Resource risk management is an important element of Water Security. The changing hydrologic risk on the Colorado River provides a context to address how risk is currently allocated, how it may be reallocated, how we may reduce risk, and how we quantify risk and measure improvements in Water Security.
The Colorado River Basin faces increased hydrologic risk as Colorado River flows return to their long-term averages that are substantially below the allocation of water rights. Reduced supply reliability is on the horizon, especially for low-priority water users that, in the case of Arizona, are customers of the Central Arizona Project. Recent market transactions in California offer different approaches to risk management. The fallowing agreement between Palo Verde Irrigation District and the Metropolitan Water District reallocates water from senior to junior users when needed by Metropolitan. The long-term agreement between the Imperial Irrigation District and the San Diego County Water Authority is based on long-term water conservation to allow more users of water available from Imperial’s senior water right. Another risk management tool, water storage, faces challenges due to the changing hydrology of the Colorado River. There will be more frequent demand for stored water and less frequent opportunities for storage.
Quantifying and understanding risks can inform choices on how to enhance Water Security. The current approach involves the “Wisdom of Experts” with computer resource models and hydrology history. The non-transparent nature of analysis for the policy and broader community runs the risk of a lack of buy-in. Another market solution will emerge for water resources—prediction markets that aggregate the diverse information, analysis and beliefs of the water community about the likelihood and magnitude of future outcomes (policy, hydrology, projects, agreements, litigation).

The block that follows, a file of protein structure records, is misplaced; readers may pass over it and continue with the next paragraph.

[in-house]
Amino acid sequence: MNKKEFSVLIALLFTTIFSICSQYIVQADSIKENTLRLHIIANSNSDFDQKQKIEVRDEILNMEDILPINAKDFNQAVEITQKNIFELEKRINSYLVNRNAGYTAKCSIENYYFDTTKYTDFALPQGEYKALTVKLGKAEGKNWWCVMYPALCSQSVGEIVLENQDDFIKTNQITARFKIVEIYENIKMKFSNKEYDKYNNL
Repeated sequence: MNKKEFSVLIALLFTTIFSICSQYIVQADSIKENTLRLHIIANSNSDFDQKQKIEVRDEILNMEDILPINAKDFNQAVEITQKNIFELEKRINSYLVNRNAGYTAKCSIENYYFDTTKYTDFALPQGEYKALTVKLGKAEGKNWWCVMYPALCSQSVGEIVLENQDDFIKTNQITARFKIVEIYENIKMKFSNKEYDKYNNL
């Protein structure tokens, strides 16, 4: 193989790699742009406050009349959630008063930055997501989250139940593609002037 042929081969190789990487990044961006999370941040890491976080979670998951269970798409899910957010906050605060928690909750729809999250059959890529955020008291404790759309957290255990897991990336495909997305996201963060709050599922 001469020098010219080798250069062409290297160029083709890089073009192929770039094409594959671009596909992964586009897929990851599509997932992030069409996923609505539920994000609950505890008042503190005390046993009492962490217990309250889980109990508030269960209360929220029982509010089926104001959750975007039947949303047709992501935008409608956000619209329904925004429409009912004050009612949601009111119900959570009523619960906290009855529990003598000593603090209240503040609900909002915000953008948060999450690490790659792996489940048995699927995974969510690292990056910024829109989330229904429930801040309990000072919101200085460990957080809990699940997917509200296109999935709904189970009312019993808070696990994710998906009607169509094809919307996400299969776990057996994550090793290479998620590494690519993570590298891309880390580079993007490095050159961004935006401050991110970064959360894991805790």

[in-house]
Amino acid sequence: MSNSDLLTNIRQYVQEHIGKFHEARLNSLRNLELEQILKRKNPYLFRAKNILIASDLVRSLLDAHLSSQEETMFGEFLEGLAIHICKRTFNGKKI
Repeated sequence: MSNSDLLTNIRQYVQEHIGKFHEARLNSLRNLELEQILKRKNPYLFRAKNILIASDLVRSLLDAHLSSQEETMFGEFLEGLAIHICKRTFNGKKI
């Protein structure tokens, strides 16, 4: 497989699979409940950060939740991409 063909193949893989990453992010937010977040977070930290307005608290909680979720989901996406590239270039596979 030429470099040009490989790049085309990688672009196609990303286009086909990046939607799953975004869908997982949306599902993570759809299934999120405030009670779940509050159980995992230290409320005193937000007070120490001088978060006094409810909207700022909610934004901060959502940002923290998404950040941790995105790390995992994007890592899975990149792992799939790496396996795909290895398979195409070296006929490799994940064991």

We can improve Water Security through prudent risk management. Risk management is forward-looking, with a subjective nature. Decision-making will improve by expanding dialogue with alternative views about risks and future outcomes with a way to balance them. By improving understanding of future risks, prediction markets can help us secure a better water future.
This post is based on a presentation made at the conference “Water Security from the Ground Up,” Water Resources Research Center, University of Arizona, March 5, 2013. On Markets and Water Security Presentation
For more on prediction markets, please visit the forthcoming series “Prediction Markets for the Water Industry”, starting March 11, 2013